There are several ways influencers can then help you boost your credibility– and also exhibition attendance and product sales. They could promote your brand/products/exhibition through social media and their own email list. They might add their image and testimonial to on-the-day promotional material and subsequent advertising. They could attend your exhibition themselves and meet attendees. They might even be the ‘prize’ in a competition for attendees (‘A day with Richard Branson’, for example).

3. Generate excitement Global consultancy McKinsey observes, ‘Companies that harness word-of-mouth effects […] and get their brands onto shoppers’ shortlists for initial consideration are more likely to capture the loyalty of emerging-market consumers’. That adage is true when entering any new market, not just emerging ones. Capitalizing on initial activity with word-of-mouth helps increase your reach and build your credibility somewhere new.

Your next exhibition can be a lynchpin of that strategy, by giving attendees something special to talk about. For example

  • Special gifts
  • An exciting competition
  • A popular special guest
  • Cutting-edge technology
  • An immersive new experience

For your next exhibition, develop a ‘centrepiece’ that will help generate hype, then promote it relentlessly. Extend your event beyond on-the-day impact with pre-event promotion (to attract more visitors who are warmer and more likely to convert) and post-event promotion like announcing competition winners. Do everything possible to encourage social sharing on the day as well, to maximize your viral impact. Social booths or a social competition both work well.

Approach #2: Developing new market appeal in your existing market 

The second way to grow your business through market development is to reach new customers in your existing market, by altering the way your product is perceived to attract customers who would never have bought from you otherwise. For example, a software subscription service might offer a different pricing system for business users– opening up a new market without fundamentally changing the product. Or you might start selling a food product in individual packages instead of bulk-only, so you can appeal to the domestic demographic as well as industrial.

Exhibitions are well-suited to this because of their face-to-face nature. You can bring your new product vision to life through hands-on product demos and attentive sales reps, to help capture business from customers who originally didn’t fit your buying profile. Here are some guidelines to get this right.

1. Make product demos imaginative Exhibiting means you’re perfectly placed to earn credibility for new product uses. Done right, product demos can be much more impactful than standard how-to articles or videos because they allow prospects to really experience your product in that new light. But to achieve that impact, your product demos have to be imaginative and well-researched, to show genuine, credible and useful new uses or approaches.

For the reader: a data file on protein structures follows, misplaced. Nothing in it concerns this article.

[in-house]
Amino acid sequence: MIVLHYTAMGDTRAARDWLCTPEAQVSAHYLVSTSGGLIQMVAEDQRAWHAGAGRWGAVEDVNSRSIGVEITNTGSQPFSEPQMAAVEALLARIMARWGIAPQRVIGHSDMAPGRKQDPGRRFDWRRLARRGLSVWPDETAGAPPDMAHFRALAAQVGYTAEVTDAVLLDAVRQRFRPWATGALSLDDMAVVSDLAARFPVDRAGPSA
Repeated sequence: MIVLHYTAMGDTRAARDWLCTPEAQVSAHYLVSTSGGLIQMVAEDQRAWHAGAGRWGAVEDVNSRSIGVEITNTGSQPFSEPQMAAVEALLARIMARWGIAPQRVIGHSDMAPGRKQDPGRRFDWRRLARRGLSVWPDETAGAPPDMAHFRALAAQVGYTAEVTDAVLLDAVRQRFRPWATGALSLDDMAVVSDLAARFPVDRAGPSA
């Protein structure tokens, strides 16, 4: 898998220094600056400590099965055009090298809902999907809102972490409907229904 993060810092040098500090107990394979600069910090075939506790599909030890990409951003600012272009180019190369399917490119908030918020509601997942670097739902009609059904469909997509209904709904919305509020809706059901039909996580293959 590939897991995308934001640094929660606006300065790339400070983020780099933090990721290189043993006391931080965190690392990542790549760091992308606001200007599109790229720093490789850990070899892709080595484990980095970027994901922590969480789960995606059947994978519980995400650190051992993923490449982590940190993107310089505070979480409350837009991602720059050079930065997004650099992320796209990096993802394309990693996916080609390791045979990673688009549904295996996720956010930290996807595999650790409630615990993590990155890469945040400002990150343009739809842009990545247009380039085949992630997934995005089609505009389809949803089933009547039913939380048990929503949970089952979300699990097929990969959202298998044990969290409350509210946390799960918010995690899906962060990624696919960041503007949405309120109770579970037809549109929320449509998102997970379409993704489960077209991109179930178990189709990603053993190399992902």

For your next exhibition, bring your products to life in new ways. Consider leveraging technologies like VR or AR for maximum impact, and try to give customers a way to touch, feel and use your product for themselves. That way, customers who might never have considered your product before can imagine new possibilities. For your business, that means increased sales from new customers without developing new products or broaching new markets: that’s low-hanging fruit for business growth.

2. Focus on a single shift The big challenge when developing new market appeal is doing so without alienating current customers. Or as business leaders from 25 high-growth companies put it in the Harvard Business Review (HBR), ‘never put the core business at risk.’ Your focus should be on restraint. As the HBR concludes, ‘although [these business leaders] constantly scanned for opportunities, they pursued only one at a time’.

For your next exhibition, aim to develop new appeal along a single fault-line. Add more than one new focus and you confuse your core message and risk your relationship with core customers.

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3. Differentiate clearly As above: never put your core business at risk. That means you should continue to serve your existing market with the same rigour as ever. There are three main ways to do this at your next exhibition.

First, attend a new exhibition where you can cater to those new customers. This works if there’s an event that specifically targets your new customers but not your current ones. A good example is moving from B2B to embrace B2C. Second, show two separate exhibition stands for both parts of the business, current and new.

This works well when you’ve got different business units to cater to these new customers, which is often effective if new customers are very different from current customers, as in the B2B/B2C example. Businesses like IBM and HP have had plenty of success like this. Third, your least ideal but also least expensive option is to take two teams, create two sets of marketing materials, have two sales patters, and so on, at the same stand.